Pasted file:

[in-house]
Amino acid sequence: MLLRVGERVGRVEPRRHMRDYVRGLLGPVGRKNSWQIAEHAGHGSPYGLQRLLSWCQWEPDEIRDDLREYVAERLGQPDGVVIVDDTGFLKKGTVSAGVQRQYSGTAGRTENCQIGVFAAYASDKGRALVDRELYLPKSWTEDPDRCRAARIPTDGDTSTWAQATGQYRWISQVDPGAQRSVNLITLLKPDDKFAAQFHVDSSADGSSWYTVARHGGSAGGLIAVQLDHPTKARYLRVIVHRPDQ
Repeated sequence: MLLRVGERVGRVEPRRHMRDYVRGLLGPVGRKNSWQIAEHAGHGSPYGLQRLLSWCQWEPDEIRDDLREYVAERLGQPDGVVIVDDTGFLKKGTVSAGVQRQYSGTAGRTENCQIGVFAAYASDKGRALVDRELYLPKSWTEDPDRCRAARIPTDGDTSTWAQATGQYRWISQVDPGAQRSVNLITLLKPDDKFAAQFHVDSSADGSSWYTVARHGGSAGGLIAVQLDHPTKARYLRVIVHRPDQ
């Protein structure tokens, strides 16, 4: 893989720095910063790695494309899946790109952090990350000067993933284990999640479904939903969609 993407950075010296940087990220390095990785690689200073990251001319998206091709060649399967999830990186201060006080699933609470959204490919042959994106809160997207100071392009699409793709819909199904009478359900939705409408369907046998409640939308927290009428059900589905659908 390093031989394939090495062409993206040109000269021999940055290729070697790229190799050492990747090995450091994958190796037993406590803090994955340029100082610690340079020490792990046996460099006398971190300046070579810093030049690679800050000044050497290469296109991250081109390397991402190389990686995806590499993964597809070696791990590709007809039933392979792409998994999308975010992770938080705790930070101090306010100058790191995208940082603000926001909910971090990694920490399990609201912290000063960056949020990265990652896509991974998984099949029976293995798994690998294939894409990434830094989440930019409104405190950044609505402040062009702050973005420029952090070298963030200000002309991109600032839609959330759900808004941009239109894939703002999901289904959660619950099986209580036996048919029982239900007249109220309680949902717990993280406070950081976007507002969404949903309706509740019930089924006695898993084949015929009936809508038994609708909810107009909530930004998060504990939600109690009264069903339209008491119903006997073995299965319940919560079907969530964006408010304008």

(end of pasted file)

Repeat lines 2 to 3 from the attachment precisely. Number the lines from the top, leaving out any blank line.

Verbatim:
Amino acid sequence: MLLRVGERVGRVEPRRHMRDYVRGLLGPVGRKNSWQIAEHAGHGSPYGLQRLLSWCQWEPDEIRDDLREYVAERLGQPDGVVIVDDTGFLKKGTVSAGVQRQYSGTAGRTENCQIGVFAAYASDKGRALVDRELYLPKSWTEDPDRCRAARIPTDGDTSTWAQATGQYRWISQVDPGAQRSVNLITLLKPDDKFAAQFHVDSSADGSSWYTVARHGGSAGGLIAVQLDHPTKARYLRVIVHRPDQ
Repeated sequence: MLLRVGERVGRVEPRRHMRDYVRGLLGPVGRKNSWQIAEHAGHGSPYGLQRLLSWCQWEPDEIRDDLREYVAERLGQPDGVVIVDDTGFLKKGTVSAGVQRQYSGTAGRTENCQIGVFAAYASDKGRALVDRELYLPKSWTEDPDRCRAARIPTDGDTSTWAQATGQYRWISQVDPGAQRSVNLITLLKPDDKFAAQFHVDSSADGSSWYTVARHGGSAGGLIAVQLDHPTKARYLRVIVHRPDQ